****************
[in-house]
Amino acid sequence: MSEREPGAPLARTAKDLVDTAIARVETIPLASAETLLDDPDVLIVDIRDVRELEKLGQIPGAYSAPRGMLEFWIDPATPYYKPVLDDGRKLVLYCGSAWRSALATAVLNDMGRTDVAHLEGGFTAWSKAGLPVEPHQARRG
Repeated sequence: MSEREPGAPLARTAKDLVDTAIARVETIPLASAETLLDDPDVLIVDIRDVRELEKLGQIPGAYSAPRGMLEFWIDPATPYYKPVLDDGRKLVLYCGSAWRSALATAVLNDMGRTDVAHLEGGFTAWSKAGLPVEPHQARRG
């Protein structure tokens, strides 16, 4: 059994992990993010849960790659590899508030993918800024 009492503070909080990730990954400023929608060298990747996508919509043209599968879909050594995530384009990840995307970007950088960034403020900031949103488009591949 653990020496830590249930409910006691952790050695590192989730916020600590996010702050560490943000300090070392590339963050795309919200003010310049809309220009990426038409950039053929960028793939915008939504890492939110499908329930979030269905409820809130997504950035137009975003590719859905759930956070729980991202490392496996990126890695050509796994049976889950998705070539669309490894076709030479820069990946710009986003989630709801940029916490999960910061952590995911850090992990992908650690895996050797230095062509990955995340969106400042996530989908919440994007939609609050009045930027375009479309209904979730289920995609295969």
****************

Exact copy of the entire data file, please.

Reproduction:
[in-house]
Amino acid sequence: MSEREPGAPLARTAKDLVDTAIARVETIPLASAETLLDDPDVLIVDIRDVRELEKLGQIPGAYSAPRGMLEFWIDPATPYYKPVLDDGRKLVLYCGSAWRSALATAVLNDMGRTDVAHLEGGFTAWSKAGLPVEPHQARRG
Repeated sequence: MSEREPGAPLARTAKDLVDTAIARVETIPLASAETLLDDPDVLIVDIRDVRELEKLGQIPGAYSAPRGMLEFWIDPATPYYKPVLDDGRKLVLYCGSAWRSALATAVLNDMGRTDVAHLEGGFTAWSKAGLPVEPHQARRG
């Protein structure tokens, strides 16, 4: 059994992990993010849960790659590899508030993918800024 009492503070909080990730990954400023929608060298990747996508919509043209599968879909050594995530384009990840995307970007950088960034403020900031949103488009591949 653990020496830590249930409910006691952790050695590192989730916020600590996010702050560490943000300090070392590339963050795309919200003010310049809309220009990426038409950039053929960028793939915008939504890492939110499908329930979030269905409820809130997504950035137009975003590719859905759930956070729980991202490392496996990126890695050509796994049976889950998705070539669309490894076709030479820069990946710009986003989630709801940029916490999960910061952590995911850090992990992908650690895996050797230095062509990955995340969106400042996530989908919440994007939609609050009045930027375009479309209904979730289920995609295969």